Mr. Bumble's conduct on being left to himself, was ratherinexplicable. He opened the closet, counted the teaspoons,weighed the sugar-tongs, closely inspected a silver milk-pot toascertain that it was of the genuine metal, and, having satisfiedhis curiosity on these points, put on his cocked hat corner-wise,and danced with much gravity four distinct times round the table.

Having gone through this very extraordinary performance, he tookoff the cocked hat again, and, spreading himself before the firewith his back towards it, seemed to be mentally engaged in takingan exact inventory of the furniture.

CHAPTER XXIV

TREATS ON A VERY POOR SUBJECT. BUT IS A SHORT ONE, AND MAY BEFOUND OF IMPORTANCE IN THIS HISTORY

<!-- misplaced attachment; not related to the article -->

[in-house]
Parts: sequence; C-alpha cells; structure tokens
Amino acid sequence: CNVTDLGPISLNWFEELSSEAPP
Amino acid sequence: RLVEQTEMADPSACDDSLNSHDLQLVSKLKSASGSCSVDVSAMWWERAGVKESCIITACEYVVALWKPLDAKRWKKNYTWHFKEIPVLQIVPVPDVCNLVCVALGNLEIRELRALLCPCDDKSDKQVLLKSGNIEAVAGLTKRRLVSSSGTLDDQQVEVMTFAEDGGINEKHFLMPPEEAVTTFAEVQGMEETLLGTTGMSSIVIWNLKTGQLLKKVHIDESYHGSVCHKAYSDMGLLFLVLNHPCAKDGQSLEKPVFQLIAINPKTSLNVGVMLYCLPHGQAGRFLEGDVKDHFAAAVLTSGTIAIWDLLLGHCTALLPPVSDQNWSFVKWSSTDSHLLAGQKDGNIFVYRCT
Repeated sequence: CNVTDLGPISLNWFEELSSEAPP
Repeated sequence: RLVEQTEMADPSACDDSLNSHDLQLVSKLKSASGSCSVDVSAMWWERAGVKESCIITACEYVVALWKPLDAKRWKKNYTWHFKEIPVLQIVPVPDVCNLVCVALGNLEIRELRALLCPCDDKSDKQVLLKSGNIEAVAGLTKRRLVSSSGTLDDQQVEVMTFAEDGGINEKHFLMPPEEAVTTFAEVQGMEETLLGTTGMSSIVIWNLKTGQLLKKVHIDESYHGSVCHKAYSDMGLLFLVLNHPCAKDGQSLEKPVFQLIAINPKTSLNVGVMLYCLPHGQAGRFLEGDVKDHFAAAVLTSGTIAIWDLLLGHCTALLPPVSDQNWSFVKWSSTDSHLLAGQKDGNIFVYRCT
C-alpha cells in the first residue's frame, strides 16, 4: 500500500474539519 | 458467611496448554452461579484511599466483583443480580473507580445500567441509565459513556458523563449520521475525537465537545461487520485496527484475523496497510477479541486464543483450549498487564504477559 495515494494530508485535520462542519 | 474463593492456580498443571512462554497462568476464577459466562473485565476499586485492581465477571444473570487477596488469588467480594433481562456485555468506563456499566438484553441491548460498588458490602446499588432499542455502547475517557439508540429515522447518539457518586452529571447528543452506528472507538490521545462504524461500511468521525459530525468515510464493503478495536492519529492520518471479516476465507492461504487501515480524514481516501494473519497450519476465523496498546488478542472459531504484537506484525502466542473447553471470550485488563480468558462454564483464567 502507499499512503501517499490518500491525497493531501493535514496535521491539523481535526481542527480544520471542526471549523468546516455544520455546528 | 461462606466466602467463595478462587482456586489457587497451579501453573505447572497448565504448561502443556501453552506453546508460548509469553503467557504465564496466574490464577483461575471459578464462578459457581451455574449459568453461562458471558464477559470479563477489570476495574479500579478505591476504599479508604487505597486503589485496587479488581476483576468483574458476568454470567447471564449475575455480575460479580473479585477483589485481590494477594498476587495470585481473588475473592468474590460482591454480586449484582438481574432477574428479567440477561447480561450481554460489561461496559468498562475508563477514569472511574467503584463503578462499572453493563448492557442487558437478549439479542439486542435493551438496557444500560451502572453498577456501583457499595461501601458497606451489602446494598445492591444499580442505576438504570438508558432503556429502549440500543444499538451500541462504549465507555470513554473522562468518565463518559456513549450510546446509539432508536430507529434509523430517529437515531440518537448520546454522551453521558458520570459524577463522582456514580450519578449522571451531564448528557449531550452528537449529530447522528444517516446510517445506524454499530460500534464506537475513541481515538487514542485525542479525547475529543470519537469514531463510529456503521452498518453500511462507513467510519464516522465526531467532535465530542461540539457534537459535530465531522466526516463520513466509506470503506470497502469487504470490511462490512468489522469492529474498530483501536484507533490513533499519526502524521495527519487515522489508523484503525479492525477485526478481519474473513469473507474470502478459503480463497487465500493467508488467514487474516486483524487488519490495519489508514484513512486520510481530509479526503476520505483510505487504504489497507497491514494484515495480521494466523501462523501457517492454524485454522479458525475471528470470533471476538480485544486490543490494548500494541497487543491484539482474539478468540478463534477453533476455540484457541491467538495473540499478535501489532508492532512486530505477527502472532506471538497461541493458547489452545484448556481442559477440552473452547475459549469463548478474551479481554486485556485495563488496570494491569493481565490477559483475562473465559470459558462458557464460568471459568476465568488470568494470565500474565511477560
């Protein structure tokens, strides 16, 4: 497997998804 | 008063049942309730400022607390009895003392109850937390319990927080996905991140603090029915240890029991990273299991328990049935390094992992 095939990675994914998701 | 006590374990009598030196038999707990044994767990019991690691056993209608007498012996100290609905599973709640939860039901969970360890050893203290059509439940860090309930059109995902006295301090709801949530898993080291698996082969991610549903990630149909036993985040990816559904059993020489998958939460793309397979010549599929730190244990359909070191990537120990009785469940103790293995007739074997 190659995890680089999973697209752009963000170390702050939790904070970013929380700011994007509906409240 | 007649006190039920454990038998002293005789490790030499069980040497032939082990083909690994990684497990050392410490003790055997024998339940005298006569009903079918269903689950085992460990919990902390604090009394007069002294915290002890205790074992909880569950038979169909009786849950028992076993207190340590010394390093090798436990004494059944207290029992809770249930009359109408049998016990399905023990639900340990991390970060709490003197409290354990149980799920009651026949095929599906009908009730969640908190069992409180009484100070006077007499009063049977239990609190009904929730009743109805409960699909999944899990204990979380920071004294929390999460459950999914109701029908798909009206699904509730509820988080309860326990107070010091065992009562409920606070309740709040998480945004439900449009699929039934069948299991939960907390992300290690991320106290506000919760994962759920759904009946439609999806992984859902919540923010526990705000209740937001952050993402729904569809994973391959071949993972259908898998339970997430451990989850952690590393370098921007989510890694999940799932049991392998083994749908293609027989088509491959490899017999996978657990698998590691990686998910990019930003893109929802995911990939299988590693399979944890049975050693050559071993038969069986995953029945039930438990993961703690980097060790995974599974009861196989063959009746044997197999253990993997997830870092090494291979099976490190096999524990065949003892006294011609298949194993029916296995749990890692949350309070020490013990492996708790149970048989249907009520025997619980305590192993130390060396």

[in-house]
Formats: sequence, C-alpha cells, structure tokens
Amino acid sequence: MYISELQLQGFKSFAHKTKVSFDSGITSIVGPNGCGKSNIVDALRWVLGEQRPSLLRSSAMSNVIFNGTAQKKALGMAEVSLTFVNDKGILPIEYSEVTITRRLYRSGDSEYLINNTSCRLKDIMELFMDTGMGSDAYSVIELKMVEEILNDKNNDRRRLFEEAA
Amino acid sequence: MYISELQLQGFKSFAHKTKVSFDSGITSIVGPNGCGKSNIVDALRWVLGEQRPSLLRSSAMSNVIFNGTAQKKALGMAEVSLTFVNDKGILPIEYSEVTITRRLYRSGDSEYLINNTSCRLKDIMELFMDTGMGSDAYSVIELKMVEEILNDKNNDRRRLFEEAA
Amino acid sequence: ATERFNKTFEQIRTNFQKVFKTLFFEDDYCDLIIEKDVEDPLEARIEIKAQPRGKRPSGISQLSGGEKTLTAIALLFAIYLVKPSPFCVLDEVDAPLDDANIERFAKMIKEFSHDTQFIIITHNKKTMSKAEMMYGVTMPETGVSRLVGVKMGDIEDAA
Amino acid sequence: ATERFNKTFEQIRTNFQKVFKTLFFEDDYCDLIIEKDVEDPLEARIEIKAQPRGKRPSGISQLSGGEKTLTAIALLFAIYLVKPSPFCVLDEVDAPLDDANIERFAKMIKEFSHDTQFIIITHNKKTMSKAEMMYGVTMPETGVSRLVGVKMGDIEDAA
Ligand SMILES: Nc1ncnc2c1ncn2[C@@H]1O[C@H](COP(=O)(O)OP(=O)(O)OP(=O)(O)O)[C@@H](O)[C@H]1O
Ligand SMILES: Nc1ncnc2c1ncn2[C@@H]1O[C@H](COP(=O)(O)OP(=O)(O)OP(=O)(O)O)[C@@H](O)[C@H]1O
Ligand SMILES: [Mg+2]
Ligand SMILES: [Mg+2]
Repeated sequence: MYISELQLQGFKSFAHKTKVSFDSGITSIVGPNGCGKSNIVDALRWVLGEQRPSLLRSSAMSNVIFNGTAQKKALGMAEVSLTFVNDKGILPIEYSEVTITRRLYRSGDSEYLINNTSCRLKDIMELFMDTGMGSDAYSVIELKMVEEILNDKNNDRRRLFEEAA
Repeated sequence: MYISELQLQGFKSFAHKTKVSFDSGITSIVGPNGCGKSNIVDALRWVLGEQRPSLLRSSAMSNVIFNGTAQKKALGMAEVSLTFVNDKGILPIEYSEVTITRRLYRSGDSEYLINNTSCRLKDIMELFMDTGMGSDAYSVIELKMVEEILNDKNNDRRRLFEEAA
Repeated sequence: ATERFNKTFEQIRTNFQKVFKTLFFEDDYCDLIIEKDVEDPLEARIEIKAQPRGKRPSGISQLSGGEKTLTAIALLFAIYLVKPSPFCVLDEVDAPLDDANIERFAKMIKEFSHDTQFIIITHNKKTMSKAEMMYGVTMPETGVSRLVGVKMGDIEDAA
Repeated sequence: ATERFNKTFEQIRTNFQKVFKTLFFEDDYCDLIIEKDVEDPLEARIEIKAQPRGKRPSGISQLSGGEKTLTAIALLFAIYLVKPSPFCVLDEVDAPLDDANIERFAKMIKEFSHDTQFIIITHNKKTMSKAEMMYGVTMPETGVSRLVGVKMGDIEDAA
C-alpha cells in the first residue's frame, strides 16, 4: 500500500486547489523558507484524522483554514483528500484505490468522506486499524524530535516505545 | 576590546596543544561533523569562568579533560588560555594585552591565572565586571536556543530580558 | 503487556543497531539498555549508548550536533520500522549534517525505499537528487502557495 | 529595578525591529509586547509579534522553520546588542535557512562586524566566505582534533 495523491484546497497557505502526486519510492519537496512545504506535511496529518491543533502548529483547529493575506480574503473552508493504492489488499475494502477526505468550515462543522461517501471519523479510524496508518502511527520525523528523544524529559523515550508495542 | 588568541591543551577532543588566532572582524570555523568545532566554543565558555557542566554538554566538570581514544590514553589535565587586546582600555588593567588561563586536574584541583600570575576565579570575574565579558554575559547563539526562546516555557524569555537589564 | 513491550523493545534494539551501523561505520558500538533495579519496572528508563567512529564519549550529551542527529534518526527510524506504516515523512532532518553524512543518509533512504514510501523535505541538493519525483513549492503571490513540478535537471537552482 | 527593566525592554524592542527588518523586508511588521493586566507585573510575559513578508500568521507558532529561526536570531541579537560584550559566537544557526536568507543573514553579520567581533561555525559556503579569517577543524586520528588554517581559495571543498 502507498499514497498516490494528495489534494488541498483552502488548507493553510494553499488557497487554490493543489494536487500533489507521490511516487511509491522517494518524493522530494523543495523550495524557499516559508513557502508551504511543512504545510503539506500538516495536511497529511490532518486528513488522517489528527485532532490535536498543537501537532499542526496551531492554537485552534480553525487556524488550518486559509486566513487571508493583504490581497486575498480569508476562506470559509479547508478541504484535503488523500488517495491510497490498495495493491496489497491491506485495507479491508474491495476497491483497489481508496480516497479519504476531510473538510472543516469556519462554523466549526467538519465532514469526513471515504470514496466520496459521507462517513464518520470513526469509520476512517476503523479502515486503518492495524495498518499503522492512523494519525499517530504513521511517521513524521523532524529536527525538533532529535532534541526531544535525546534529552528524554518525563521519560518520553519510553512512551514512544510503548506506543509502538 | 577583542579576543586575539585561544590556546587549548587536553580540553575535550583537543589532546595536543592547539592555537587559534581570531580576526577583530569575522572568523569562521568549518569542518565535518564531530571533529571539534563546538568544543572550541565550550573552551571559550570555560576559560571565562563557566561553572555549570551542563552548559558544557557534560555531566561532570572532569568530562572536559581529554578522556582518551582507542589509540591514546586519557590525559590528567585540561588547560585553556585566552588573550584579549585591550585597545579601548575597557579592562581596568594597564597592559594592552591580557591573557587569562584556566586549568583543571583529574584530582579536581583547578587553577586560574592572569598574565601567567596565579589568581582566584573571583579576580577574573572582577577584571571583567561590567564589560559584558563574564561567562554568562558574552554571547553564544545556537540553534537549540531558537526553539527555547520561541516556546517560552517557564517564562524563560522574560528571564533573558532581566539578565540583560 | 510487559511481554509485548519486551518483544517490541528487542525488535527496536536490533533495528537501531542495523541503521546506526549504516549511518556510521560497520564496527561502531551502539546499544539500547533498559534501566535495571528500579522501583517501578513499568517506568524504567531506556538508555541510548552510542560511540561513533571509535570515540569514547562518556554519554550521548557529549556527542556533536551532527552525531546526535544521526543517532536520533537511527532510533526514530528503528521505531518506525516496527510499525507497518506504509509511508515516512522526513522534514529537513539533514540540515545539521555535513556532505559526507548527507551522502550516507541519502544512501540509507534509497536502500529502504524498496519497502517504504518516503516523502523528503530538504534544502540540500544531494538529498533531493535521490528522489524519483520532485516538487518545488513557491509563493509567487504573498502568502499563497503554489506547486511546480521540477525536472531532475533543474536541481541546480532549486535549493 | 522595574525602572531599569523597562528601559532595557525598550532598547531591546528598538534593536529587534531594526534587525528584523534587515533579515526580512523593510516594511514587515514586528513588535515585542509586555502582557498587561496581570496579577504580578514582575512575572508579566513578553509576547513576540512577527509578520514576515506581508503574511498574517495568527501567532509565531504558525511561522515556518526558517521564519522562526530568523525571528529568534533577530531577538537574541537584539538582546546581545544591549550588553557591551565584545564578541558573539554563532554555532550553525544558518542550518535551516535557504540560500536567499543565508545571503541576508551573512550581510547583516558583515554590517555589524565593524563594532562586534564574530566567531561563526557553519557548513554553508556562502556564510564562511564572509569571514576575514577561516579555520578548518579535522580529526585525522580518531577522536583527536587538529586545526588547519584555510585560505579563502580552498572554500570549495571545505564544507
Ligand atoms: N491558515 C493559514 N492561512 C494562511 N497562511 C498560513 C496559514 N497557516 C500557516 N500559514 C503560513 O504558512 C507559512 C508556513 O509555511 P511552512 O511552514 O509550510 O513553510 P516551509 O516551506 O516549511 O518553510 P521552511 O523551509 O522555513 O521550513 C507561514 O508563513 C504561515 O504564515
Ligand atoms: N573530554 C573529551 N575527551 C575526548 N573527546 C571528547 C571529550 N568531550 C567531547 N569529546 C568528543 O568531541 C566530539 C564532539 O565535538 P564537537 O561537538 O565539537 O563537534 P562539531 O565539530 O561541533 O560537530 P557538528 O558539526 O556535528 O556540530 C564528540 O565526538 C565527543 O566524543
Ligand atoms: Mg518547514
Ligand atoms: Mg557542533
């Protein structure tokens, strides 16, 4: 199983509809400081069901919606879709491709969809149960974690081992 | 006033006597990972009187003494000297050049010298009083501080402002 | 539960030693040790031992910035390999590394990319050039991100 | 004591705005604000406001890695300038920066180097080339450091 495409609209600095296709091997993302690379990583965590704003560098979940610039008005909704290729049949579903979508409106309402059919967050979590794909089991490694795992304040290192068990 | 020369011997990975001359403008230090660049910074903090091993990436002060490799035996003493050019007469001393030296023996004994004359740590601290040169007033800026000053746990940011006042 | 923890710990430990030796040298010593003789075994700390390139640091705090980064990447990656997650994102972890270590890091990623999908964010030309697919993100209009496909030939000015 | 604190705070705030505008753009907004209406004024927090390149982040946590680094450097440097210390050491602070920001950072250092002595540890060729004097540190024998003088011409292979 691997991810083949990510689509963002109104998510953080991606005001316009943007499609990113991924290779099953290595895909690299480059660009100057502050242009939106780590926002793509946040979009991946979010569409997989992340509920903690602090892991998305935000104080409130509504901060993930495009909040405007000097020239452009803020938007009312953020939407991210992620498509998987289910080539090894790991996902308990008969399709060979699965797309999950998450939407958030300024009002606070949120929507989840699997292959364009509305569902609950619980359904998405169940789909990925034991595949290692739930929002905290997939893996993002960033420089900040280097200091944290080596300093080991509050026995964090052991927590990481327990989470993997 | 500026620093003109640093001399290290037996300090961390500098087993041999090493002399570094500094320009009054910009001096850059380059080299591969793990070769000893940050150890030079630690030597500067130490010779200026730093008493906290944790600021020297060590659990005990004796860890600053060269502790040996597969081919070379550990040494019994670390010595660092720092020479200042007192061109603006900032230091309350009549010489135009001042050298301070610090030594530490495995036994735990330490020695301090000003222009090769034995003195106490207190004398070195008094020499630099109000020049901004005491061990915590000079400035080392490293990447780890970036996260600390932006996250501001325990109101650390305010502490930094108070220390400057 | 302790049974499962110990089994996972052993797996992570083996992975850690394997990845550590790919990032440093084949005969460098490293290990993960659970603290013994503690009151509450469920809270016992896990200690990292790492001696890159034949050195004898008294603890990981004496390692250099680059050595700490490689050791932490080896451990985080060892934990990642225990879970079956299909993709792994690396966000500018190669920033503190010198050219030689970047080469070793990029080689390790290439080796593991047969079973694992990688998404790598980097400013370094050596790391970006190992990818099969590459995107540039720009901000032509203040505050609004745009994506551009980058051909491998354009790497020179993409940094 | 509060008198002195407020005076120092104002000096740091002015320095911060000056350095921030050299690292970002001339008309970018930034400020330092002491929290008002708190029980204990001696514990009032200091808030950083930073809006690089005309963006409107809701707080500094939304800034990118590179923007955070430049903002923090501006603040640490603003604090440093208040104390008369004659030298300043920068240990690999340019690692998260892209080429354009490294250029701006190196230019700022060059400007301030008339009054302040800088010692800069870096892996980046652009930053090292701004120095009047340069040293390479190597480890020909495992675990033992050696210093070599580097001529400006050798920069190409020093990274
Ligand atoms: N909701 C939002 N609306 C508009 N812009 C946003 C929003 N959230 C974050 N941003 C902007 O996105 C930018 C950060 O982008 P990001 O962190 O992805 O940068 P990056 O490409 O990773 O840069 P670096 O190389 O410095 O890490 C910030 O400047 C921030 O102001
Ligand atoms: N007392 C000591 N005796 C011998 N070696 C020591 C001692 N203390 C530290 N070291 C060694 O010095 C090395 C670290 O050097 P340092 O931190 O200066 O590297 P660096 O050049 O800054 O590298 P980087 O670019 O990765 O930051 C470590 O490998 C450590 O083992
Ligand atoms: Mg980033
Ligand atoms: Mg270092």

It was no unfit messanger of death, who had disturbed the quietof the matron's room. Her body was bent by age; her limbstrembled with palsy; her face, distorted into a mumbling leer,resembled more the grotesque shaping of some wild pencil, thanthe work of Nature's hand.

Alas! How few of Nature's faces are left alone to gladden uswith their beauty! The cares, and sorrows, and hungerings, ofthe world, change them as they change hearts; and it is only whenthose passions sleep, and have lost their hold for ever, that thetroubled clouds pass off, and leave Heaven's surface clear. Itis a common thing for the countenances of the dead, even in thatfixed and rigid state, to subside into the long-forgottenexpression of sleeping infancy, and settle into the very look ofearly life; so calm, so peaceful, do they grow again, that thosewho knew them in their happy childhood, kneel by the coffin'sside in awe, and see the Angel even upon earth.